Objective This paper aims to explore adaptive strategies of natural Qiongzhuea tumidinoda stalk under different soil water and nutrient conditions. We studied the changes of stalk anatomical structure of Q. tumidinoda in habitats with different soil thickness to provide theoretical guidance for the cultivation of processing timber forest of Q. tumidinoda.
Method In this paper, we used redundant analysis and Monte Carlo test methods to analyze the relationship between stalk anatomical structure characteristics of Q. tumidinoda and soil nutrients and water in three soil layers of thin soil (0−40 cm), medium soil (0−80 cm) and thick soil layer (0−120 cm).
Result(1) With the increase of soil moisture and nutrient content, the stalk anatomy of Q. tumidinoda had a significant decreasing trend of basic tissue ratio and vascular bundle density (P < 0.05). The ratio of transmission tissue, fiber tissue, length and width of vascular bundle showed an obvious increasing trend (P < 0.05), i.e. compared with the habitats in medium and thick soil layers, the vascular bundles of bamboo stalk in thin soil layers had important adaptability characteristics of small shape and large density. (2) Among three types of soil thickness habitats, the variation coefficient and plasticity index of Q. tumidinoda stalk tissue proportions and vascular bundle size in thin soil habitats were the largest, i.e. compared with the habitats in medium and thick soil layers, the vascular bundles of bamboo stalk in the habitats with thin soil layers had stronger regulation ability to adapt to the environment with low moisture and nutrients. (3) The stalk anatomical structure of Q. tumidinoda was affected by different degrees of soil moisture and nutrients (P < 0.05). Significance of single soil factor on the stalk anatomical structure of Q. tumidinoda was sequentially followed as total potassium > hydrolyzed potassium > available potassium > available phosphorus > total phosphorus > total nitrogen > water content > organic carbon > pH.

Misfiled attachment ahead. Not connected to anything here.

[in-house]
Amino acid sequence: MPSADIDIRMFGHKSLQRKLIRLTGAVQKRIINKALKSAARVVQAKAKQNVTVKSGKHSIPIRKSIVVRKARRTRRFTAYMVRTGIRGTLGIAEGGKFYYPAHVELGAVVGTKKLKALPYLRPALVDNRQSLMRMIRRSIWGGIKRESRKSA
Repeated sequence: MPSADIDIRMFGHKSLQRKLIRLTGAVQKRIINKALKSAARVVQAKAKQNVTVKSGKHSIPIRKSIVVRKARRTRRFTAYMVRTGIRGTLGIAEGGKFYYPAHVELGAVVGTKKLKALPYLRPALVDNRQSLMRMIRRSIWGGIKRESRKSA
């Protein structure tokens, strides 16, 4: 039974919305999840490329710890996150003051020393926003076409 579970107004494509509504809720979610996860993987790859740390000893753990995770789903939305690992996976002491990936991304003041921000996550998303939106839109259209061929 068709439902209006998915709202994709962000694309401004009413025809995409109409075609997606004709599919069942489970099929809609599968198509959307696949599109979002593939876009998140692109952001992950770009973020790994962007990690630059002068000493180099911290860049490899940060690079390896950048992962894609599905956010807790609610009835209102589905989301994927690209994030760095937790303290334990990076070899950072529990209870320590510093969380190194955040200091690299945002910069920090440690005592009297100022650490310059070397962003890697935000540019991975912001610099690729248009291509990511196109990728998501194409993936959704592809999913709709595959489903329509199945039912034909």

Conclusion The difference in soil moisture and nutrient content is the root cause of stalk anatomical plasticity of Q. tumidinoda. Stalk anatomical plasticity makes Q. tumidinoda forming adaptive differences in different soil thickness habitats. The obvious plasticity of the size and density of bamboo vascular bundles is an important adaptation characteristic of Q. tumidinoda to soil factors. Anatomical characteristics of bamboo stalks and their adaptation plasticity play an important ecological role in adapting Q. tumidinoda to soil thickness heterogeneity.